Epilogue: A Bear (Mountain) of a Century

While my trip last week was invigorating, the combination of the uncompleted century day and the rain cutting it short left me feeling a bit incomplete. I still had plenty of gas in the tank and craved that larger sense of accomplishment. Sooooo…

Yesterday I took advantage of good weather and the full cycle of sun in the last days of summer to attempt a century ride to Bear Mountain and back. This ride from my home along the Hudson River would be round trip over 100 miles and include over 4000 feet of altitude for climbing.

I know for those of you who do Ironman, this is just another day at the office, but for most of us this is a big ride.

I took the same Mikkelson bike from the DC trip only now it was stripped of all the overnight gear. At 22 pounds it was super light and on a test ride Friday I felt like I was flying without all the gear.

My last century (Waves to Wine) I did was near the turn of the century when in my 30s, so I was hoping my body would take the punishment.

Saturday night Van readied me by making her own sourdough pasta so I could carb up for the ride. I made the spicy veal meatballs:

I left 72nd St. at 7:45 AM Jacked up on pasta leftovers, plum crostana and plenty of coffee. The weather was about 80 degrees all day and sunny. I turned on my NYC 84 song playlist on Spotify (lots of Billy Joel, Sinatra, and Duke Ellington) and set off.

The first milestone was to cross the George Washington Bridge. Narrow lanes…

…but fabulous views of the city. Once across I headed north on 9W through a part of New Jersey.

I had heard that 9W could be very crowded with both cars and cyclists, especially on Sundays. I soon found out that both were true. In fact I quickly saw all the serious NY/NJ area cyclists. It was a constant show of Colnagos, Pinnarellos, and of course plenty of triathlon folk on Cervelos. (Not one Pegoretti.) Of course I saw most of these from behind as they passed me. Many were sprinting to Nyack. I carried zero pride and need to race as I was in for the long hall. Comfortable humility was the order of the day.

The traffic on 9W was indeed heavy as reported, and I don’t want to say that New Jersey was tough on cyclists but this downed sign at the outset sort of said it all.

Luckily I was back in New York State before long. I crossed the state line just as Frank was belting out New York, New York!

At 22 miles I was ready for more caffeine and easily found in Rockland one of the many coffee places that catered to cyclists. It made for a good first stop.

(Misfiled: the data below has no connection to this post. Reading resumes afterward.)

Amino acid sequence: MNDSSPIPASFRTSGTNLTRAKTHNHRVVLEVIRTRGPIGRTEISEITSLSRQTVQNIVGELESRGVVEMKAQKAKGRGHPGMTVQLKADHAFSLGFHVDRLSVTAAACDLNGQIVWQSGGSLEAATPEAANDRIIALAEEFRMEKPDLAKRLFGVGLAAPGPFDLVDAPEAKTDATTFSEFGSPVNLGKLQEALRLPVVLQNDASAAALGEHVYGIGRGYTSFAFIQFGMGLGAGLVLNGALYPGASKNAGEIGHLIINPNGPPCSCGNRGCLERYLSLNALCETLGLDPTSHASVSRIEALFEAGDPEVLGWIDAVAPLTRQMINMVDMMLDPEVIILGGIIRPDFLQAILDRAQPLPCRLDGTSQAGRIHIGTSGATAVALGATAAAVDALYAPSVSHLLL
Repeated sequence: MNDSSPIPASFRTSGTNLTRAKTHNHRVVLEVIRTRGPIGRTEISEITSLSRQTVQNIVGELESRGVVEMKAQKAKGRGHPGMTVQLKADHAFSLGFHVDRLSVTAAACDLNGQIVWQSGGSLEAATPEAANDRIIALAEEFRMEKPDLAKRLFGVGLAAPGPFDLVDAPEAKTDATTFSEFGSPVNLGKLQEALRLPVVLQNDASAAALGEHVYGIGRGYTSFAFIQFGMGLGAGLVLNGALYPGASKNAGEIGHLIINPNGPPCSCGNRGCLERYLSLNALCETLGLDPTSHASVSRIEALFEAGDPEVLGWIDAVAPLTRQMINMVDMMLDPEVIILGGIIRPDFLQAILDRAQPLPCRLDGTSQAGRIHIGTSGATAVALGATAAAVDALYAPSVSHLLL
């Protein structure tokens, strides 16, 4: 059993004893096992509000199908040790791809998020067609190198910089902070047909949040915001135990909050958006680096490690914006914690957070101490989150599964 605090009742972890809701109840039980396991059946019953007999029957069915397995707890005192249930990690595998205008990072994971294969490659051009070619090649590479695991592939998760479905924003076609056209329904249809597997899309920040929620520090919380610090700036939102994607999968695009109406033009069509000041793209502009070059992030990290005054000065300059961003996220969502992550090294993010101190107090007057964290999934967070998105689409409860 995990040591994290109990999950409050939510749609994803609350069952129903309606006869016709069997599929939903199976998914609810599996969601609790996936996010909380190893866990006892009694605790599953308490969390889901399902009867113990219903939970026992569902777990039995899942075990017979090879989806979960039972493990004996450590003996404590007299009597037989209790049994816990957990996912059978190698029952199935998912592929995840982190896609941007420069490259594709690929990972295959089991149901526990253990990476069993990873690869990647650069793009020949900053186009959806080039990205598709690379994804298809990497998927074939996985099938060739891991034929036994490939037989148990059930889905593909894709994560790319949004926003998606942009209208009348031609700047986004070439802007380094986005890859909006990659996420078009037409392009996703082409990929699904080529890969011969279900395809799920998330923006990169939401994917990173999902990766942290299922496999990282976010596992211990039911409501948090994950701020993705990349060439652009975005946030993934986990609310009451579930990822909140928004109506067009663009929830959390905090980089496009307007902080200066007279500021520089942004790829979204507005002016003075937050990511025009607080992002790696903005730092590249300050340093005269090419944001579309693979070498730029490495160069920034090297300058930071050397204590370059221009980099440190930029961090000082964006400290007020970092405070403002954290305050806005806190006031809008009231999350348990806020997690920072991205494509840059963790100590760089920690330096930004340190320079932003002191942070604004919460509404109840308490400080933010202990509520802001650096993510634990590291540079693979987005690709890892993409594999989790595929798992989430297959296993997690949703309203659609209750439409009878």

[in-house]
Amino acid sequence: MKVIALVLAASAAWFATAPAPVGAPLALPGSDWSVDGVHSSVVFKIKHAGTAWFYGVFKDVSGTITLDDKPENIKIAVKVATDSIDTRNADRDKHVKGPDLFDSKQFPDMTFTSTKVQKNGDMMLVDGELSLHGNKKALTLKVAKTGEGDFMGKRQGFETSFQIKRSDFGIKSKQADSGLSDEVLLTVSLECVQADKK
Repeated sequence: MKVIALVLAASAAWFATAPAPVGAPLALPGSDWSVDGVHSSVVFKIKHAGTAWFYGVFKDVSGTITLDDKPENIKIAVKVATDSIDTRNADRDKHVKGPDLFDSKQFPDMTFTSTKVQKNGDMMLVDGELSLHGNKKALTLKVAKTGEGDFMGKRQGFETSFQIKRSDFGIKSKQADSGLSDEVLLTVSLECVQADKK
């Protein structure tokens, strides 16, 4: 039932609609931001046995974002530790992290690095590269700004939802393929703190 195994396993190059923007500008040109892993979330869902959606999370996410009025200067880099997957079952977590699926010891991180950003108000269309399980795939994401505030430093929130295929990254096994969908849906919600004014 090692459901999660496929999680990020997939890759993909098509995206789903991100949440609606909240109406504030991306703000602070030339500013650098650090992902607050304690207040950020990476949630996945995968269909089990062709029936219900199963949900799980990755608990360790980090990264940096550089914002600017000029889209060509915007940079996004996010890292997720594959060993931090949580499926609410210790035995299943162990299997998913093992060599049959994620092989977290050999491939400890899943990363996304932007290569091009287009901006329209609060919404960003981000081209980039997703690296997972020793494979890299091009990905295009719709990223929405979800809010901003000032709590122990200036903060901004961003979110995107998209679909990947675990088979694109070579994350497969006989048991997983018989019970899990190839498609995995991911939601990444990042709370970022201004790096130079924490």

After gawking at the amazing waterfront estates in Nyack, Google maps treated me to an 8 mile alternative to 9W. It was a scenic dirt and gravel path along the water. The Gator tires did well. This gave me a good idea of what to expect when I prep for L’Eroica next year.

The Bear Mountain peak back and forth is actually slightly less than 100 miles so I knew I would need to add a few miles somewhere. This is the Bear Mountain Bridge nearby. Before heading up the mountain, I went across the Hudson…

…and then returned catching this wonderful view of the Northern Hudson valley.

After a 5 mile and 45 minute strenuous climb up Bear Mountain, I reached the summit and got an even better view.

I was half way done. Now all I had to do was head home.

It was about 1:00pm. Plenty of time before dark and MOSTLY downhill. I felt pretty good.

By mile 65 I was pretty hungry. I looked for burgers but they were tough to find. I did however discover several authentic Mexican restaurants in Havershaw at mile 69. The owner was nice enough to let me bring in my bike, so I fueled up on a burrito with Pastor and Lingua accompanied by rice, beans, and a much needed sugar-packed soda. I filled my camelbak with ice and was on my way.

At mile 70 I encountered my only true problem… THIGH CRAMP!!!! It took me 15 minutes to stop, drink plenty of water for hydration, gobble dried bananas for potassium and massage out the cramp. It never fully left but as long as I had resistance in my pedaling it settled out. When the spinning was easy it would remind me it was there.

At mile 83 I stopped once more at the Rockland Coffee place. This time for a jolt of caffeine and sugar with a decent size Mocha. There were a couple of big hills still to go which I knew from the journey up. I would need the extra boost to climb them at the end of the trip.

Finally I got back to the George Washington bridge. The City beckoned me by playing Billy Joel’s New York State of Mind as I crossed.

The last 10 miles of the Century is truly the easiest part. Sure you are tired and weary but you know the end is close. I crossed mile 100 just in time to catch a lovely sunset on the Hudson.

With one final view back of my day’s journey, I pedaled the last few miles for home.

I lived!!! I got home at 7:30PM. Van swears I am thinner than when I left. The scale actually showed a 4 pound drop from the morning.

The odometer told the story. It was my largest 1 day ride ever (for now). A complete validation after the NYC-DC trip. I had left it all out there and felt great!

Here are the stats:

Miles 105.23
Total hours 11:45
Total riding hours 8:35 (Google said it would take 10.5 so I feel good about that.)

Ave speed 12.2
Top Speed 37.2
Total altitude climbed 4,375
Calories Burned 6,000
Calories consumed 2,850
Tech mishaps – 0
Leg Cramps – 1

Final thoughts:
Truly this was one of the most beautiful rides I had ever taken. I am sure it would be even prettier when the leaves are changing. The climbing is sufficient to even challenge some California riders. It’s a great ride that can also be done one way or in parts.

I welcome anyone who is in NYC and wants to come ride this with me either in part or all, I have an extra bike and we can see some great scenery. It’s a good chance for some of you who enjoy your spinning classes to get some fresh air and nature. (You know who you are.)

On to Birmingham in December!